The proposed NBAF lab at in Manhattan, Kan., would study ways to guard the nation's food supply against diseases like bird flu and Mad Cow disease. (Harvest Public Media file photo)
The National Academies of Sciences issued a set of 10 conclusions today on the future of the National Bio and Agro-Defense Facility in Manhattan, Kan.
The report from its National Research Committee determined that while there is a critical need for a so-called BSL4 lab that will research the most dangerous emerging diseases to affect particularly livestock, the current NBAF proposal could be scaled back.
In a teleconference with reporters this afternoon, committee chair Terry McElwain of the University of Washington, outlined the three options his committee was charged with looking at: moving forward with NBAF as proposed, scaling it back and collaborating with other labs, or using the existing facility on Plum Island in cooperation with foreign labs.
The good news and bad news for supporters of NBAF was that the report, commissioned by the Department of Homeland Security, said a scaled back-version of the NBAF was fine.
“The committee did find it was possible to scale back NBAF as currently proposed,” McElwain said.
He said the committee investigated the increased number of research labs around the country and found it would be inefficient not to use the intellectual and capital investment those labs make available.
The committee found the Plum Island Animal Disease Center unsalvageable. The half-century old lab off the coast of Long Island, N.Y. -- the only place the most contagious and incurable large animal diseases are studied today — is, in the committee's words “outdated…inefficient…and (even with) investments, can’t meet biosafety standards.” At the same time, the report found the U.S. should not rely on foreign labs for support. Those labs, understandably, might not have the same research priorities. Furthermore, the distance is not a practical way to deal with a disease outbreak.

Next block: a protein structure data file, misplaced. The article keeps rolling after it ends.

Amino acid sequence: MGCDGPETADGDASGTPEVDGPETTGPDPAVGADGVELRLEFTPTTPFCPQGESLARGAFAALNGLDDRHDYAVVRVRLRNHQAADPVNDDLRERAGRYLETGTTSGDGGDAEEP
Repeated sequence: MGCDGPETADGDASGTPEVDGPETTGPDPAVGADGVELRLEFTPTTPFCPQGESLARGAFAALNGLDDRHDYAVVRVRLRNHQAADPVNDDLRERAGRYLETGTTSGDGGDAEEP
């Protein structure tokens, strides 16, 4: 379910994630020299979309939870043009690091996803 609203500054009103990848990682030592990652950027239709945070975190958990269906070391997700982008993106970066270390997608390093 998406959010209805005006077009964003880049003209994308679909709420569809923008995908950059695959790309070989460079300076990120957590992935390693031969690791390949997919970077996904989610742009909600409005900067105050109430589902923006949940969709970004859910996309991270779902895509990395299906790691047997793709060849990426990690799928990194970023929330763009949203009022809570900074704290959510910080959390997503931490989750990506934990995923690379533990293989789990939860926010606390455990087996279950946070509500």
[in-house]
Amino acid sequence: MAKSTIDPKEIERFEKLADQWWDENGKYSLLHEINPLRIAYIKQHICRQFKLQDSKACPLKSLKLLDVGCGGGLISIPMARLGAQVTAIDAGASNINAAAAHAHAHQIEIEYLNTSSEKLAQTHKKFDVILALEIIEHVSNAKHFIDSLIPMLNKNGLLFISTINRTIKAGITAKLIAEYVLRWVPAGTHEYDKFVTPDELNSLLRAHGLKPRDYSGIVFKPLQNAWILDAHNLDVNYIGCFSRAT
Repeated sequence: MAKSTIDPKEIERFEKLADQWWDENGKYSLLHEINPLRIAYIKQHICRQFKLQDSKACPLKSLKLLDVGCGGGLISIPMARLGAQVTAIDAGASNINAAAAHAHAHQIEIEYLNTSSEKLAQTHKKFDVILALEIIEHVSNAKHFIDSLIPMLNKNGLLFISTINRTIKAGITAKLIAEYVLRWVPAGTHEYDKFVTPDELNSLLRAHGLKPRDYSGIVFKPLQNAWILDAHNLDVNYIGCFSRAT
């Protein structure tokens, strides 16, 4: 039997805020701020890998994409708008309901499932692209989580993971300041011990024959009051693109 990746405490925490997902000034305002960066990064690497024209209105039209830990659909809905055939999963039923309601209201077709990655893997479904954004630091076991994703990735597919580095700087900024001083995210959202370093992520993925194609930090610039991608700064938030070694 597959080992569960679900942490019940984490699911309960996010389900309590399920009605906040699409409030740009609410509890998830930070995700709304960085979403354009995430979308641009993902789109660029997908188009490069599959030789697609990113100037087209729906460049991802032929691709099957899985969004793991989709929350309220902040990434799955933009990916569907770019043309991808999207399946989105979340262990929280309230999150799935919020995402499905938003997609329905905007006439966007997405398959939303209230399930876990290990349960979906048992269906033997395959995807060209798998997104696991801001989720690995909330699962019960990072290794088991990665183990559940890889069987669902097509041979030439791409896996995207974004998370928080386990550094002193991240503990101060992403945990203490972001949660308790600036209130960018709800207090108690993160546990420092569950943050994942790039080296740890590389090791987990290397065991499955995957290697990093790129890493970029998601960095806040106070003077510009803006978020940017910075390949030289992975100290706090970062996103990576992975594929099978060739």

Kansas' U.S. Sens. Pat Roberts and Jerry Moran issued a joint statement with Gov. Sam Brownback urging the White House to release funds for the construction of the lab in Manhattan. Congress has allocated $165 million for the project to date.
Ground has been broken at the NBAF site on the campus of Kansas State University, where an enormous hole awaits the release of more federal funds.
Brownback indicated in an interview earlier this spring that the state might be willing to put forward some funds for the project.
The final conclusion of today's National Research Committee report was that “to most appropriately fill critical laboratory needs ... (DHS) will need … a more comprehensive assessment.”
McElwain said he felt the committee added little to existing studies or literature.